Environmentalists and residents of North Carolina and Virginia are anxiously waiting for toxicity test results from the Dan River, where tens of thousands of tons of coal ash spilled earlier this week. Danville's city manager has released a statement saying that while preliminary findings indicate the area drinking water is safe, they await final confirmation. North Carolina’s Department of Environment and Natural Resources has yet to provide an official determination, but people around the Dan River report that the spill was having visible and adverse effects.
The spill originated from a 27-acre pond of coal ash and slurry — the waste product of burning coal — at a defunct Duke Energy power plant along the Dan River in Eden, N.C.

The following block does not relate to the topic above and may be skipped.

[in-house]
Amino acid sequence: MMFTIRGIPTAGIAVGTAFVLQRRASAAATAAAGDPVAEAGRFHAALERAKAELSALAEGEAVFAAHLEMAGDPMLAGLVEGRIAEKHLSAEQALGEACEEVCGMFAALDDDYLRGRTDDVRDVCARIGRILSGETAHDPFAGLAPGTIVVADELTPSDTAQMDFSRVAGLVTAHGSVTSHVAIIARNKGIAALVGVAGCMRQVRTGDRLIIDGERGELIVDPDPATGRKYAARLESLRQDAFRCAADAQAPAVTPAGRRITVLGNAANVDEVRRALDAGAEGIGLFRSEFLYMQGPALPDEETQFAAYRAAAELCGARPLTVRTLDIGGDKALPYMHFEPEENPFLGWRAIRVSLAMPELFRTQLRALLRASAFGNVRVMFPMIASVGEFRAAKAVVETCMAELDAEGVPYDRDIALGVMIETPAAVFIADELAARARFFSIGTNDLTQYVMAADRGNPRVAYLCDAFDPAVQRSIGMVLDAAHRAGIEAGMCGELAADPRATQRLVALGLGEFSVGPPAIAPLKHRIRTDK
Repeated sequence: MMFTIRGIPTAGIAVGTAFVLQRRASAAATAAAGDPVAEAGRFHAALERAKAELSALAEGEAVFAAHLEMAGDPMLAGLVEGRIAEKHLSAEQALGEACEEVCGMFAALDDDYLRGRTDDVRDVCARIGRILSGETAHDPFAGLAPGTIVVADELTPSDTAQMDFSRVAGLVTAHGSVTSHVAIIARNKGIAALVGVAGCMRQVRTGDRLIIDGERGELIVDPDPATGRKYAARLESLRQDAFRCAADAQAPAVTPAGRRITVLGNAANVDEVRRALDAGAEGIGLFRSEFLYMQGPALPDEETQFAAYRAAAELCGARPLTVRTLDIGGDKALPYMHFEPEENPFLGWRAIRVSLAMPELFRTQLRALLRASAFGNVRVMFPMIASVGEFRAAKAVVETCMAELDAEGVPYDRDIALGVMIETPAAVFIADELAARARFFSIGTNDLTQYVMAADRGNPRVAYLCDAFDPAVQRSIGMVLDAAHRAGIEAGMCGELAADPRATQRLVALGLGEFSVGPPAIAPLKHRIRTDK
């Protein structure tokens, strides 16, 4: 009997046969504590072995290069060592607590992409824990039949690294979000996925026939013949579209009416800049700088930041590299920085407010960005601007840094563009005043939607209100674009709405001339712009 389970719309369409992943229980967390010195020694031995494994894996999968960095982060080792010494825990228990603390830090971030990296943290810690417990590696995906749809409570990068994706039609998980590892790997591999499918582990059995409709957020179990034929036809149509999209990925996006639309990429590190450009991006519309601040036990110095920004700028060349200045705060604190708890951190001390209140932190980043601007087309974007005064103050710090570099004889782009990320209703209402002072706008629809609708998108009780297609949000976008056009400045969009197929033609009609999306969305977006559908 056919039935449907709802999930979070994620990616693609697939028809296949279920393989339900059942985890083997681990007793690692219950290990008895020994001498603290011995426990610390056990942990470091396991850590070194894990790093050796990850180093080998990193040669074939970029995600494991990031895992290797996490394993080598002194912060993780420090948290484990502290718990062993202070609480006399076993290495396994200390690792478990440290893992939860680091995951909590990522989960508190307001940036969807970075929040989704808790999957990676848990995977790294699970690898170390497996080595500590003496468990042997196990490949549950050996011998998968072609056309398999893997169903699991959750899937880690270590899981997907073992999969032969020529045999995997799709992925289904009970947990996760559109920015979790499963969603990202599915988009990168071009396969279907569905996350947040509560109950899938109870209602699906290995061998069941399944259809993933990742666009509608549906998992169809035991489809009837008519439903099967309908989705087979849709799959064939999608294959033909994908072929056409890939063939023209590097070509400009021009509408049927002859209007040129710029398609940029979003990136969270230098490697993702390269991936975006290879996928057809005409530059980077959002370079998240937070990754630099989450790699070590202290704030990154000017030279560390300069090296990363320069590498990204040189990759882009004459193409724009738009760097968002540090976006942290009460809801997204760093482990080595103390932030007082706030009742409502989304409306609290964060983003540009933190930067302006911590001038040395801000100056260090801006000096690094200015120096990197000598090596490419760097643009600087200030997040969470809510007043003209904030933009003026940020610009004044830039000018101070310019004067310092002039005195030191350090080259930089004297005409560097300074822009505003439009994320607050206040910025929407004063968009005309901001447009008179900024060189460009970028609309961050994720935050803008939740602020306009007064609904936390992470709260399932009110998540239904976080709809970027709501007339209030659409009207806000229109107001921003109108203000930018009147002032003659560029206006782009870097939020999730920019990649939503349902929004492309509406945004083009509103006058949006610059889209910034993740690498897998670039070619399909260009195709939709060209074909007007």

Hundreds of workers are trying to cap the leaking pipe, which has so far allowed 82,000 tons of toxic ash and 27 million gallons of contaminated water to escape into the river. The flow is down to a trickle, but that’s mostly because there’s not much liquid left in the unlined coal pond.
The Dan River serves as the drinking water for about 17,500 residents of Danville, Va., and the intake pipe is just 15 miles from the Eden plant, but Danville and North Carolina officials said there were no signs that the filtered water was contaminated so far.